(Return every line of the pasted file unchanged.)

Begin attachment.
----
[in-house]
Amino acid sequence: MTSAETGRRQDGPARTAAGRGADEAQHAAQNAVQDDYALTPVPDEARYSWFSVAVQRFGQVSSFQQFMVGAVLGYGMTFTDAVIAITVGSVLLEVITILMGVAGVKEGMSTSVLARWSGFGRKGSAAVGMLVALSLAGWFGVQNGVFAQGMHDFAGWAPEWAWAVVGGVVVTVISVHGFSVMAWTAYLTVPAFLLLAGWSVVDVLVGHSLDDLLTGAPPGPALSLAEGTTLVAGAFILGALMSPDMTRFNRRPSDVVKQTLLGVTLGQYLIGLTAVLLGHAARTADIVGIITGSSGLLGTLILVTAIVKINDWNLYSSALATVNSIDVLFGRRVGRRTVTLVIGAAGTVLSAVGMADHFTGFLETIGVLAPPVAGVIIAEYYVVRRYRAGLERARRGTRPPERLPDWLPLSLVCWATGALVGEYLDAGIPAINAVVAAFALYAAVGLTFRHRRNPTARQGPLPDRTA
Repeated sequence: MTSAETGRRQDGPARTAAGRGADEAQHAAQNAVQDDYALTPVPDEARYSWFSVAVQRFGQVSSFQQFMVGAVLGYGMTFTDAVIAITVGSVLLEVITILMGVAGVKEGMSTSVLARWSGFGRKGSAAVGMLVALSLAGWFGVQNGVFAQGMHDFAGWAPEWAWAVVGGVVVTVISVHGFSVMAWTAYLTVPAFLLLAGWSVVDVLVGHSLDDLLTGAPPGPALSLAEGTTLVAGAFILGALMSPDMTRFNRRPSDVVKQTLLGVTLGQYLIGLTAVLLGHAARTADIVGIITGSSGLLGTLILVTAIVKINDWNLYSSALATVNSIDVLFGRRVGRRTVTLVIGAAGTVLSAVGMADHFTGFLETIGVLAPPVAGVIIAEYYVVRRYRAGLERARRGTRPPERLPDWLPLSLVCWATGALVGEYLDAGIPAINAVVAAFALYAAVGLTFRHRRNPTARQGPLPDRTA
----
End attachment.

[in-house]
Amino acid sequence: MTSAETGRRQDGPARTAAGRGADEAQHAAQNAVQDDYALTPVPDEARYSWFSVAVQRFGQVSSFQQFMVGAVLGYGMTFTDAVIAITVGSVLLEVITILMGVAGVKEGMSTSVLARWSGFGRKGSAAVGMLVALSLAGWFGVQNGVFAQGMHDFAGWAPEWAWAVVGGVVVTVISVHGFSVMAWTAYLTVPAFLLLAGWSVVDVLVGHSLDDLLTGAPPGPALSLAEGTTLVAGAFILGALMSPDMTRFNRRPSDVVKQTLLGVTLGQYLIGLTAVLLGHAARTADIVGIITGSSGLLGTLILVTAIVKINDWNLYSSALATVNSIDVLFGRRVGRRTVTLVIGAAGTVLSAVGMADHFTGFLETIGVLAPPVAGVIIAEYYVVRRYRAGLERARRGTRPPERLPDWLPLSLVCWATGALVGEYLDAGIPAINAVVAAFALYAAVGLTFRHRRNPTARQGPLPDRTA
Repeated sequence: MTSAETGRRQDGPARTAAGRGADEAQHAAQNAVQDDYALTPVPDEARYSWFSVAVQRFGQVSSFQQFMVGAVLGYGMTFTDAVIAITVGSVLLEVITILMGVAGVKEGMSTSVLARWSGFGRKGSAAVGMLVALSLAGWFGVQNGVFAQGMHDFAGWAPEWAWAVVGGVVVTVISVHGFSVMAWTAYLTVPAFLLLAGWSVVDVLVGHSLDDLLTGAPPGPALSLAEGTTLVAGAFILGALMSPDMTRFNRRPSDVVKQTLLGVTLGQYLIGLTAVLLGHAARTADIVGIITGSSGLLGTLILVTAIVKINDWNLYSSALATVNSIDVLFGRRVGRRTVTLVIGAAGTVLSAVGMADHFTGFLETIGVLAPPVAGVIIAEYYVVRRYRAGLERARRGTRPPERLPDWLPLSLVCWATGALVGEYLDAGIPAINAVVAAFALYAAVGLTFRHRRNPTARQGPLPDRTA